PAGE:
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RFID News Roundup

Great Wolf Lodge debuts RFID-enabled social-media app; Ekahau, Nordic ID team up on Wi-Fi and passive RFID asset-tracking solution; Positek adopts Tagsys' new UHF tag for the textile market; IT Asset Management Solutions adds RF Code's Physical IT asset-tracking solution to its portfolio; Russian high-tech firms, retailer partner on RFID project, Store of the Future; ABI Research estimates RFID software market to reach $500 million by 2016.
IT Asset Management Solutions Adds RF Code's IT Asset-Tracking Solution to Its Portfolio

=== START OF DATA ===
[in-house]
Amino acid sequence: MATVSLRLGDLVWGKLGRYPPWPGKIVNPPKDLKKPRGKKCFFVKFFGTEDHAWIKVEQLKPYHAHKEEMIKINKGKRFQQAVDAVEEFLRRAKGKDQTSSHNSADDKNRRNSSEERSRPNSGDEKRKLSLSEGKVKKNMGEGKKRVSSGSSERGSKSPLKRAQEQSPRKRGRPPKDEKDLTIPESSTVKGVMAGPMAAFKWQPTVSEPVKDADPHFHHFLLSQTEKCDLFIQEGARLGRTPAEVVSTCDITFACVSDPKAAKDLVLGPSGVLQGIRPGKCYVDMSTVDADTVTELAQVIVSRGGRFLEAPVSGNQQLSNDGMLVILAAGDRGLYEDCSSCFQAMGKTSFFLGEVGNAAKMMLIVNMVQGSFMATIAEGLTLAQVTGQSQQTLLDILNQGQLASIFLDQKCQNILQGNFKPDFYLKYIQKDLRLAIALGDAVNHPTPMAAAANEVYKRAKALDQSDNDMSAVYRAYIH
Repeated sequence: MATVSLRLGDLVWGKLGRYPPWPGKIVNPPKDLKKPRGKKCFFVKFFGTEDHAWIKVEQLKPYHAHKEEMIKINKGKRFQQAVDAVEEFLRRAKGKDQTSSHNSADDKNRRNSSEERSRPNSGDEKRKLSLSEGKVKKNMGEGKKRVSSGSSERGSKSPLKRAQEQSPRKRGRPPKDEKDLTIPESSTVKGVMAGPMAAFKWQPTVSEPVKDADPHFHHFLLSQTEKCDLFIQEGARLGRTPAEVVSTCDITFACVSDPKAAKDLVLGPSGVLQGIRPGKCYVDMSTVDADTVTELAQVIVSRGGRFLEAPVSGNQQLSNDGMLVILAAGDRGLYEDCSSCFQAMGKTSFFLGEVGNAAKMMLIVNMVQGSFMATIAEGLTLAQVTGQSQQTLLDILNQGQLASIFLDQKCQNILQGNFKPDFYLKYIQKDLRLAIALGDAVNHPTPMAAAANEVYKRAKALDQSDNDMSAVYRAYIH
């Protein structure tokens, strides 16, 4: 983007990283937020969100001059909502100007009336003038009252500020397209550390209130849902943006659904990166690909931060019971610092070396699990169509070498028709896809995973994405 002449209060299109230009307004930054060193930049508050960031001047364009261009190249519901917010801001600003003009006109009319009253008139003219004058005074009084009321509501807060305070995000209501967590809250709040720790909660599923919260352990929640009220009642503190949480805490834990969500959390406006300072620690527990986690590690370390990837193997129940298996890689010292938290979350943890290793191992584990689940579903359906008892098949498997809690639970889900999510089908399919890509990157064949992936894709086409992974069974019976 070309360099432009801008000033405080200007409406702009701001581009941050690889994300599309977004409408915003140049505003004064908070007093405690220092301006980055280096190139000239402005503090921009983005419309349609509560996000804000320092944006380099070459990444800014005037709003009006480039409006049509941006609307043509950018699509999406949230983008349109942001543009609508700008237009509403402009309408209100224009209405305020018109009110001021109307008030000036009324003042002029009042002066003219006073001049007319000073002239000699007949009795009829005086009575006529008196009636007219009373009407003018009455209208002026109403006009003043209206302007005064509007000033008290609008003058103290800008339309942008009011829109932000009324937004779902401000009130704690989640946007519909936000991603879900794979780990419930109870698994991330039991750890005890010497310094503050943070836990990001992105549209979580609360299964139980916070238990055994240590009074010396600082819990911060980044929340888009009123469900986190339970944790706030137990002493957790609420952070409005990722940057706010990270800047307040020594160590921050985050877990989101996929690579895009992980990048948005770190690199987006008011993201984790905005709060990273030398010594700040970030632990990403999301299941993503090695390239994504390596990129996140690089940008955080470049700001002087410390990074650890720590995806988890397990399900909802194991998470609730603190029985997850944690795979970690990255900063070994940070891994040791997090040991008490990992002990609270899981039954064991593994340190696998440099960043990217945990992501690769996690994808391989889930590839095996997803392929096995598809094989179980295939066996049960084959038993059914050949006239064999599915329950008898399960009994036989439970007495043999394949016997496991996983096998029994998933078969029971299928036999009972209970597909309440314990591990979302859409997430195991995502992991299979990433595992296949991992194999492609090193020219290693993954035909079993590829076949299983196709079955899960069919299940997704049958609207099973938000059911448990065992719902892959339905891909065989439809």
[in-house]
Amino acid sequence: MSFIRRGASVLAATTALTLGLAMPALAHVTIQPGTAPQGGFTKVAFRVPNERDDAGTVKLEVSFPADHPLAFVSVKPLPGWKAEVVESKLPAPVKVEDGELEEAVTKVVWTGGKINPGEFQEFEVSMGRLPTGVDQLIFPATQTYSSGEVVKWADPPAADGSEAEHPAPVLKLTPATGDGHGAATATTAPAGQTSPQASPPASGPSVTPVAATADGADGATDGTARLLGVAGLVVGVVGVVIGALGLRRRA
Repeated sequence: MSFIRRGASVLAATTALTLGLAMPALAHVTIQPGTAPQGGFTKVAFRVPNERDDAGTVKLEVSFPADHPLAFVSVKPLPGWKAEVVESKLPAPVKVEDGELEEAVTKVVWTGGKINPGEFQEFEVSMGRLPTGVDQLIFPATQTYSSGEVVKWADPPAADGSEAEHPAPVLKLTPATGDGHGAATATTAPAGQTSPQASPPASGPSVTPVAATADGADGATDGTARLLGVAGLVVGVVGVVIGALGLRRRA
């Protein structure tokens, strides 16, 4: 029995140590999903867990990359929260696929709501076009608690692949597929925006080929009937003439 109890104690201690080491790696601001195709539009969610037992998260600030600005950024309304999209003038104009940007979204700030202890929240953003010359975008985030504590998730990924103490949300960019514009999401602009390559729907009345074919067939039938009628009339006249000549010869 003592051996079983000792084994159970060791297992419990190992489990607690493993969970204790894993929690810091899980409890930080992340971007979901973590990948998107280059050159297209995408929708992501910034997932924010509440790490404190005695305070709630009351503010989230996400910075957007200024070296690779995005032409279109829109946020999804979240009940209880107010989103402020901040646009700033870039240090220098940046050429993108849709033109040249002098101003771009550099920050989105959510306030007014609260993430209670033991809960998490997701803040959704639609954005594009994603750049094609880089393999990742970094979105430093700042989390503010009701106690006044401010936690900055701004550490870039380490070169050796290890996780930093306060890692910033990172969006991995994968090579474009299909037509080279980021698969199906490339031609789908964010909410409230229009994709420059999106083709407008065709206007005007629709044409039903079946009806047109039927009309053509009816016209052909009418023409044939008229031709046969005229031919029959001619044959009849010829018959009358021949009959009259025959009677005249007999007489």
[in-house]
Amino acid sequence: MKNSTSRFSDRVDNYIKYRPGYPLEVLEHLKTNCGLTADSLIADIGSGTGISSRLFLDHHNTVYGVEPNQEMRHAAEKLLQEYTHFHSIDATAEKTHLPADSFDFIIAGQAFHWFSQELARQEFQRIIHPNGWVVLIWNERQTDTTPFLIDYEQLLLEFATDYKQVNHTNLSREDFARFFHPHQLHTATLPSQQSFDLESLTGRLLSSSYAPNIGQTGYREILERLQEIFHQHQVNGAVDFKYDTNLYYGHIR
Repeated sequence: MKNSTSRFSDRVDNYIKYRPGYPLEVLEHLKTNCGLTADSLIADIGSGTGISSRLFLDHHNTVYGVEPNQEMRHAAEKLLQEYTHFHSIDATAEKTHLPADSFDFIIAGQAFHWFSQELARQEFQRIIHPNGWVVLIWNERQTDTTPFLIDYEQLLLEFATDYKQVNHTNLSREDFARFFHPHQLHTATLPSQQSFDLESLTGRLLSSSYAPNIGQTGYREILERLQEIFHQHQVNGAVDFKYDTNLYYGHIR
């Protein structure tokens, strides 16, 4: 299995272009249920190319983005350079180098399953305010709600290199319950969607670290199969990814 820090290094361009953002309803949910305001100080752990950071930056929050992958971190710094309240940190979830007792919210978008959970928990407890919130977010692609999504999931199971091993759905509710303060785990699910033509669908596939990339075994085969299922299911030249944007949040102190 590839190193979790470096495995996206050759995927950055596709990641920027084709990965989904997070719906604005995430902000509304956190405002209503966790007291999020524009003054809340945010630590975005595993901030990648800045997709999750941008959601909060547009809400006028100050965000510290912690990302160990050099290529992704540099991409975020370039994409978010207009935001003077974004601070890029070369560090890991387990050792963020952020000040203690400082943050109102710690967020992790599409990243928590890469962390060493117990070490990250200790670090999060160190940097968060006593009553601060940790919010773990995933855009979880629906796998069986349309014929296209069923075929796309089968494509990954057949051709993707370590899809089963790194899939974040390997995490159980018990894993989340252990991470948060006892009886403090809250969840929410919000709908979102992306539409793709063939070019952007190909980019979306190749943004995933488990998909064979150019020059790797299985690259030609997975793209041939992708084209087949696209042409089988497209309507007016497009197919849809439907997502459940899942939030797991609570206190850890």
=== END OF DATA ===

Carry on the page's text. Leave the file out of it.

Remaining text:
RF Code, an RFID firm and IT asset-management solutions provider, has announced a partnership with IT Asset Management Solutions (ITAMS), a consulting and technology provider in the IT and software asset and service management industry. According to the two companies, the alliance aims to provide joint customers with solutions for real-time tracking of high-value IT assets, such as laptops and servers. RF Code offers a portfolio of active RFID-enabled infrastructure, including tags and readers, for both real-time asset management and environmental monitoring across an entire enterprise, as well as software to support that infrastructure. In March 2011, for example, RF Code added the R160 Air Pressure Sensor—a wireless sensor designed to measure differential air pressure and enable data-center operators to monitor changes in air pressure, in order to determine optimal cooling strategies—to its lineup (see RFID News Roundup: RF Code Announces Wireless Air-Pressure Sensor). The sensor's built-in 433 MHz active RFID tag periodically reports its unique ID number, along with the air-pressure data, and is designed for use in conjunction with an RF Code fixed reader infrastructure. "Clients tell us that IT asset management has been a good investment for them because it helps to meet critical corporate governance and compliance requirements, as well as provide core asset control," said Stephane Jansem, ITAMS's managing partner, in a prepared statement. "Clients are looking at ways to benefit more from the IT asset management platforms that are already in place. For organizations that have already made an investment in IT asset management, the addition of RF Code's active RFID-based solutions provides real-time asset visibility with a minimal additional investment. For instance, using RF Code's active RFID technology, the systems can feed asset movement data into a barrier control system to alert operators if a tracked device is leaving a site without authorization. RF Code offers the most flexible, open and cost-effective active RFID platform to complement our solutions."